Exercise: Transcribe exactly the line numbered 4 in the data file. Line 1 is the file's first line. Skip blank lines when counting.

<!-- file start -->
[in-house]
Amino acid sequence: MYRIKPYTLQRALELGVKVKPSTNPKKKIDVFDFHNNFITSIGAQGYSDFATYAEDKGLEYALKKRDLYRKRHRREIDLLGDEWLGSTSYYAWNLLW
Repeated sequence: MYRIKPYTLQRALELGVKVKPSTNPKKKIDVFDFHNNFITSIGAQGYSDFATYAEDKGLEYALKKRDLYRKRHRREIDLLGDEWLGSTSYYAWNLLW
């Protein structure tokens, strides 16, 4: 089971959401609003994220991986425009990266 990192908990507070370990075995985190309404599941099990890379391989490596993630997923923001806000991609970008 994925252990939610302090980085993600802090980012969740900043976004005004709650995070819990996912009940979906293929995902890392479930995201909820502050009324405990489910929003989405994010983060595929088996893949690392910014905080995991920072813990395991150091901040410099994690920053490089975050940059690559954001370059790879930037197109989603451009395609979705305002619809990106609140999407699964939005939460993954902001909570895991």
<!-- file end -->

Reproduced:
């Protein structure tokens, strides 16, 4: 089971959401609003994220991986425009990266 990192908990507070370990075995985190309404599941099990890379391989490596993630997923923001806000991609970008 994925252990939610302090980085993600802090980012969740900043976004005004709650995070819990996912009940979906293929995902890392479930995201909820502050009324405990489910929003989405994010983060595929088996893949690392910014905080995991920072813990395991150091901040410099994690920053490089975050940059690559954001370059790879930037197109989603451009395609979705305002619809990106609140999407699964939005939460993954902001909570895991």